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Electronics: Robert Fox, Jeffrey Koepper, Parallel Worlds

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ROBERT FOX: Evergreen (CD on AD Music)

This release from 2008 offers 65 minutes of elegant electronic tuneage.

Delicate electronics and stately keyboards generate a selection of regal tuneage flavored with understated rhythms.

Atmospheric textures provide a heavenly backdrop for noble electronics that express a stable emotion of gentile fascination. The electronics are crisp and often angelic, a combination that conveys an amiable reverence for man's place in nature.

While tonalities establish haunting pastiches, the melodies are defined by elegant keyboards (with emphasis on piano). Chords twinkle as if made of starlight. With piano generate a classical disposition, the additional keyboards, sparkling with endearing aptitude, serve to maintain a modern flair which remains wholly subservient to the overall pleasantness of the tuneage. Hints of bagpipes make frequent elusive appearances throughout the music.

Percussion is utilized, but often in subdued manner, humbly lurking in the mix instead of functioning as a driving force. One piece even employs wet splashes as a rhythmic element.

Two tracks feature female vocals which serve to bestow the songs with mystical airs.

In the liner notes, Fox reveals that many of his albums stem from geographic inspirations, and Evergreen is dedicated to his British homeland. The compositions succeed in capturing rolling hills and thatched cottages and breathtaking seaside cliffs--all delineated with a pastoral sensibility. These regal melodies embody a uplifting mood tinged with sentimental awe.

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JEFFREY KOEPPER: Radiate (CD on Ricochet Dream)

This release from 2009 offers 71 minutes of dreamy electronic tuneage recorded live at the Gatherings concert series in Philadelphia on April 14, 2008.

Luxurious harmonic threads ripple in the air like expanding banners, twirling around each other to form an exquisite helix of pulsating electronic sound. Each sonic strand embodies a glistening riff, some ephemeral, others comprised of keyboard loops. As the music unfolds, the tendrils meld into wondrous interaction and merge to create complex patterns of delicate melodic beauty.

As the concert progresses, the pace increases. The notes flash faster as if engaged in a personal race with each other. More demonstrative chords surface, mirroring the escalation. Rhythmics briefly enter the mix. A dramatic tension is achieved.

This level of activity follows a syne curve through the concert, rising to briskly animated passages, then plunging into stretches of slow-burning ambience, consecutively giving birth to new melodic coils and perpetuating the continuance.

Each surging rise and ethereal interlude display fresh substance, yet evoke a common mood of effulgent dreaminess. The stamina found in the livelier pieces maintains a gentle fluidity. A relentless flow is achieved as cyclic sequences combine to form engaging electronic assemblies.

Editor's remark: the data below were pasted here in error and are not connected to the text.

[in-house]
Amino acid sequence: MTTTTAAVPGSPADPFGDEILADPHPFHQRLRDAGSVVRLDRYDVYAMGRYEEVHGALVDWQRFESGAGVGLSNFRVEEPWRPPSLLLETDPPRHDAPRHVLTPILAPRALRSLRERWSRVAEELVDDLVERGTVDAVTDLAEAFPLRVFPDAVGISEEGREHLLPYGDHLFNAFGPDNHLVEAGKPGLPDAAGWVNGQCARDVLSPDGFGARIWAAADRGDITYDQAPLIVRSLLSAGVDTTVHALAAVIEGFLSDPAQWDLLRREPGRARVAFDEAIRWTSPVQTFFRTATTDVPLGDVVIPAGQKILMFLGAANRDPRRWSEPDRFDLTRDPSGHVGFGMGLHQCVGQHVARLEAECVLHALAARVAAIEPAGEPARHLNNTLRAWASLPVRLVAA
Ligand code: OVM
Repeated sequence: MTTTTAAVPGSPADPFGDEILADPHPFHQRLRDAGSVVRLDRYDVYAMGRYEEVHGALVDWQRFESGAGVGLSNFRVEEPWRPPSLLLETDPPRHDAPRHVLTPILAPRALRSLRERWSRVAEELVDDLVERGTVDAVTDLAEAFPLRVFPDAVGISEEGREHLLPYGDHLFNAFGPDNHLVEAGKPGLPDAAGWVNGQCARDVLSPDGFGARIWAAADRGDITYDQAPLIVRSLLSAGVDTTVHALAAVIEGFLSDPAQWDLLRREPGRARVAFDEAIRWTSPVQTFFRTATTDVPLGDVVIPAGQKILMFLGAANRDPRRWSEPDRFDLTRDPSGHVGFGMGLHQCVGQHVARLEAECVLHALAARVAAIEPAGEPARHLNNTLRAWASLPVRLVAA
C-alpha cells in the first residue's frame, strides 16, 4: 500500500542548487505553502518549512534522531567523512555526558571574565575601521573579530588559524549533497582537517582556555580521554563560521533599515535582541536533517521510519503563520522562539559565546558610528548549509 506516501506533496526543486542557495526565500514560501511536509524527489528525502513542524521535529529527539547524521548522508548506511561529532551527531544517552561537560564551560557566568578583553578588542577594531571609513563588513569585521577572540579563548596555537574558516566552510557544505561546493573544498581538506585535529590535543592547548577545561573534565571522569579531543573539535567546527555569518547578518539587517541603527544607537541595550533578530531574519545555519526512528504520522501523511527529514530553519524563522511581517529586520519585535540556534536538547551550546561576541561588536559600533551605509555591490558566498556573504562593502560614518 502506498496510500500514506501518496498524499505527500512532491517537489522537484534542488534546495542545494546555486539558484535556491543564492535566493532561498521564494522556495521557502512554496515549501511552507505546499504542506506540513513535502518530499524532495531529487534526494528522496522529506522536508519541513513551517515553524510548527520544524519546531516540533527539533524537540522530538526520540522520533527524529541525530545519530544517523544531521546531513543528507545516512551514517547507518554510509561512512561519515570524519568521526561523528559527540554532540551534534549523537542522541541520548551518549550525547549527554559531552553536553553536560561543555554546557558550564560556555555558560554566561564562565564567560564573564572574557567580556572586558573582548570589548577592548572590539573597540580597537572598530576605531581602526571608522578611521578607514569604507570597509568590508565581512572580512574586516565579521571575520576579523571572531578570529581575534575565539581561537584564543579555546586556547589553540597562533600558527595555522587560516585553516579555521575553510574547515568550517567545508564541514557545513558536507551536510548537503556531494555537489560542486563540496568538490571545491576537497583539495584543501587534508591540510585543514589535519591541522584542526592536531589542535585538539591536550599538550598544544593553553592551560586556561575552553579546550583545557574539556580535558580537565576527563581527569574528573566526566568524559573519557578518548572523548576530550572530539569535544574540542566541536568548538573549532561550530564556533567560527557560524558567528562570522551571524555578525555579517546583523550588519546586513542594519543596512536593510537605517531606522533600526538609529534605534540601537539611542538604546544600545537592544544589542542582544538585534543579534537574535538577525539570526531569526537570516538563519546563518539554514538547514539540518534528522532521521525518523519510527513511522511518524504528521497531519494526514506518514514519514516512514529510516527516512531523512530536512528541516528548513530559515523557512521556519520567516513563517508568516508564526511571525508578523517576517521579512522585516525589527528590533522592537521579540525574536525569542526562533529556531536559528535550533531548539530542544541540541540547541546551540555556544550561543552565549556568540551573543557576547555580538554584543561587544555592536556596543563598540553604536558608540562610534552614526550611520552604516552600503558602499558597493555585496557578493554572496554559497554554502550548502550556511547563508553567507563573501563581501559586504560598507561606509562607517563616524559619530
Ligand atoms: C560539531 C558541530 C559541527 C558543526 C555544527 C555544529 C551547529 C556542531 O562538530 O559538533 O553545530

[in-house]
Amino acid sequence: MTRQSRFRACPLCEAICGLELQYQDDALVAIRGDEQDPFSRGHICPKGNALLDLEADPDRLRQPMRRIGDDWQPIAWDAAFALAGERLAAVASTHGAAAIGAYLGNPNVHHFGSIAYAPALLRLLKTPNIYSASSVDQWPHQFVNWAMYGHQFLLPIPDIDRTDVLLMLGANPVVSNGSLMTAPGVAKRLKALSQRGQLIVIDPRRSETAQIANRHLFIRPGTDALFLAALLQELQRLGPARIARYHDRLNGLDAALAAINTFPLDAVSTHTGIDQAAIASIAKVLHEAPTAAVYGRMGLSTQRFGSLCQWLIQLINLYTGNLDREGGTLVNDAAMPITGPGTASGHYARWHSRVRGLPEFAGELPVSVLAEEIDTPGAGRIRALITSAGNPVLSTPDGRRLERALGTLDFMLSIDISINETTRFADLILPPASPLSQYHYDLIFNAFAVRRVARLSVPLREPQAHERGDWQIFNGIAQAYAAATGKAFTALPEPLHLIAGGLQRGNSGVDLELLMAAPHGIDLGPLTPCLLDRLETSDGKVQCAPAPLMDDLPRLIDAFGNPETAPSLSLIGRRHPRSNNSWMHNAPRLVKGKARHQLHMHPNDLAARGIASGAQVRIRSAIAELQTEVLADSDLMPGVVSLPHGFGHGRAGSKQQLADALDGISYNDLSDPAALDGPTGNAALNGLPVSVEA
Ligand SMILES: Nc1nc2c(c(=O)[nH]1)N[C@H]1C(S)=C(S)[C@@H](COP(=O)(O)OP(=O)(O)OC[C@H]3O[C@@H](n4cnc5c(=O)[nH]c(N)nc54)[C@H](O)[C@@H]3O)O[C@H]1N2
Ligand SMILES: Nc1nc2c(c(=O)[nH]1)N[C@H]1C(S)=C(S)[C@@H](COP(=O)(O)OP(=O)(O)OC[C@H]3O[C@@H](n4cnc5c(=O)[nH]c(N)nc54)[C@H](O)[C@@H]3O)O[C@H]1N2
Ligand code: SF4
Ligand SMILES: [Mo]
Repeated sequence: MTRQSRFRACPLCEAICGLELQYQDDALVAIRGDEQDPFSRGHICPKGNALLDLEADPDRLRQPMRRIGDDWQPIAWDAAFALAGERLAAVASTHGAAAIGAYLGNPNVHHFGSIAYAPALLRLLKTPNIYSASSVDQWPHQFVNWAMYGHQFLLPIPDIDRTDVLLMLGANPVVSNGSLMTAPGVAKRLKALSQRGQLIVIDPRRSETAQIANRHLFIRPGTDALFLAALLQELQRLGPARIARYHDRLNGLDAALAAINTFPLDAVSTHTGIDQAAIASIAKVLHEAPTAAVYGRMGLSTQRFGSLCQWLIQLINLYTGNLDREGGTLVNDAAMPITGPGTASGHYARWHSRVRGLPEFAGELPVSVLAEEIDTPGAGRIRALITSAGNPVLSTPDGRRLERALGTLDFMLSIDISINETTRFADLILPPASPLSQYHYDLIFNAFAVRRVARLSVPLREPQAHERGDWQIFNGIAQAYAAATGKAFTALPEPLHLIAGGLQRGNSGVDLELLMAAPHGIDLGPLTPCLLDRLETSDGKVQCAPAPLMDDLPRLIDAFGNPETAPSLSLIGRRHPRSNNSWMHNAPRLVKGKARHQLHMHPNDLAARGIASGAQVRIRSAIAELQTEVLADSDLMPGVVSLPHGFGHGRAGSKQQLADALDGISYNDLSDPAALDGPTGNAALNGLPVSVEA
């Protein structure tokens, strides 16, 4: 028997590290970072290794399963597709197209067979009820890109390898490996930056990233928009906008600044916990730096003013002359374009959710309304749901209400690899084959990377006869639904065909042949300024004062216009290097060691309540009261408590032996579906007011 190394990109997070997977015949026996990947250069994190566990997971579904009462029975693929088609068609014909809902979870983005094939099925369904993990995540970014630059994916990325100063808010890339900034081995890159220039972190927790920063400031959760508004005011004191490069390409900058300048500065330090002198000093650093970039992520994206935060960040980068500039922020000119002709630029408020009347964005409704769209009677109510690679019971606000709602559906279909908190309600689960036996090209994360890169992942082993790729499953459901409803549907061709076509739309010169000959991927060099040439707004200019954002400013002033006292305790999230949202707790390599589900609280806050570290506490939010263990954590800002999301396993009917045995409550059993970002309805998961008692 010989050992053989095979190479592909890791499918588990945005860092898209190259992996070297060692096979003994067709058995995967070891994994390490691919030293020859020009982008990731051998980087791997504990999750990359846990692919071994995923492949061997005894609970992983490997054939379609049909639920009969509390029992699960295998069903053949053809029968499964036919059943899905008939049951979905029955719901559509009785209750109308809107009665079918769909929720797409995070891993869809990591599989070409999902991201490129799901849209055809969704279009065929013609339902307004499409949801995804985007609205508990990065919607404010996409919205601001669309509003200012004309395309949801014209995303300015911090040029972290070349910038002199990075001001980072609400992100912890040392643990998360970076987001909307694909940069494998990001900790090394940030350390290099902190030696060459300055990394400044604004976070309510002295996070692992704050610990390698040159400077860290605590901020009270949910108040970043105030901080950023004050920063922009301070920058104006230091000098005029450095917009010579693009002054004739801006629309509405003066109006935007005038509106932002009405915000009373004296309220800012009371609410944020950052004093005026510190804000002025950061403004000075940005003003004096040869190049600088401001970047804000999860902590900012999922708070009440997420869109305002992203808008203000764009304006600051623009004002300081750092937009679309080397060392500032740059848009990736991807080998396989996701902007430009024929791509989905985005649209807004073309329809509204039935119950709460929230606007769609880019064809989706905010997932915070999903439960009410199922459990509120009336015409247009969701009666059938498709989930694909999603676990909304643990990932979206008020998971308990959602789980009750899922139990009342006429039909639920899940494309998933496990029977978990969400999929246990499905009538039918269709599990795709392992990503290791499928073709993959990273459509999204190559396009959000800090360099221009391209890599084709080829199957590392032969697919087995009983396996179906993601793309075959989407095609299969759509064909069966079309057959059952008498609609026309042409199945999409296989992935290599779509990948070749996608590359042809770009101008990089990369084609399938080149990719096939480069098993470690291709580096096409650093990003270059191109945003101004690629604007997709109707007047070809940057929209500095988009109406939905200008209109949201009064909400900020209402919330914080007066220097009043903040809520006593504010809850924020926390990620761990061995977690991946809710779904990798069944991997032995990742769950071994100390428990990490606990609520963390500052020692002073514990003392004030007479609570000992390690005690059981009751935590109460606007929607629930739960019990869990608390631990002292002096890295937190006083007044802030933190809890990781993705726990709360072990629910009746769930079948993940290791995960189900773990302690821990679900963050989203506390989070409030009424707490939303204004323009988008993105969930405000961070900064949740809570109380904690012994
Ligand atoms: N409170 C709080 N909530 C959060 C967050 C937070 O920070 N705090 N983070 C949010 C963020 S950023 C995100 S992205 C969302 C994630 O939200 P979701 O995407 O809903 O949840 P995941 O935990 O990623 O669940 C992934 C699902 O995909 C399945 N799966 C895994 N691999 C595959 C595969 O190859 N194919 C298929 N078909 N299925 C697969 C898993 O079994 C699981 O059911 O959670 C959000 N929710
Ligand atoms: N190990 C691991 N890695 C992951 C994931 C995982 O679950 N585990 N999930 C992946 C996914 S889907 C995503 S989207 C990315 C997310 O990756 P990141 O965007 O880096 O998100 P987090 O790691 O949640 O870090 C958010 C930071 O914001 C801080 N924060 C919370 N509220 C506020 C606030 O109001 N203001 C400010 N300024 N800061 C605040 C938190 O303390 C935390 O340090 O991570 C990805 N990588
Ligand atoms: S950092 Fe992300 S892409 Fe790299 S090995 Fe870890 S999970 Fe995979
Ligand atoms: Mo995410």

The compositions are poignantly retro in style. Vaporous moods coalesce, evolving into multilayered tunes that flaunt a crystalline demeanor. The music seduces the audience into an astral trance tastily laced with sprightly passages.

The bulk of this live performance features material from Koepper's Sequentaria album.

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This release from 2009 offers 63 minutes of sinuous electronic music.

Parallel Worlds is Bakis Sirros (with help from John Sirros).

While keyboards play a vital role here, a majority of the music's charm lies in the inventive use of effects and pulsating tones (both in forefront and foundational application).

The electronics display a remarkable flow, generating lavish streams that defy gravity and indulge in a form of dynamics akin to oil in water. Bewitching sounds spill with adroit abandon, establishing sultry riffs that shimmer like electrified honey. Textural elements peer through as a vaporous foundation that excellently matches the overall temperament of the music's thematic nucleus.

The keyboard-driven chords adhere things together, conjoining harmonic oscillations with more melodic pulsations. This gentle union possesses a distinct gentility that borders on astral mesmerization while retaining an oomph that captivates the listener.

Rhythms abound, but they are usually of electronic origin, tempos born of looped non-impact sounds. This percussive definition tends to ooze through the mix instead of pounding with demonstrative residence.

The compositions make ample use of the alluring conjunction of novel sounds, all propelled by sinuous keyboards and nickering rhythmics. Sirros has found a way to harness ilbient elements and apply them in a graceful fashion that produces melodies of rippling appeal. The result is highly gregarious and extremely tantalizing.

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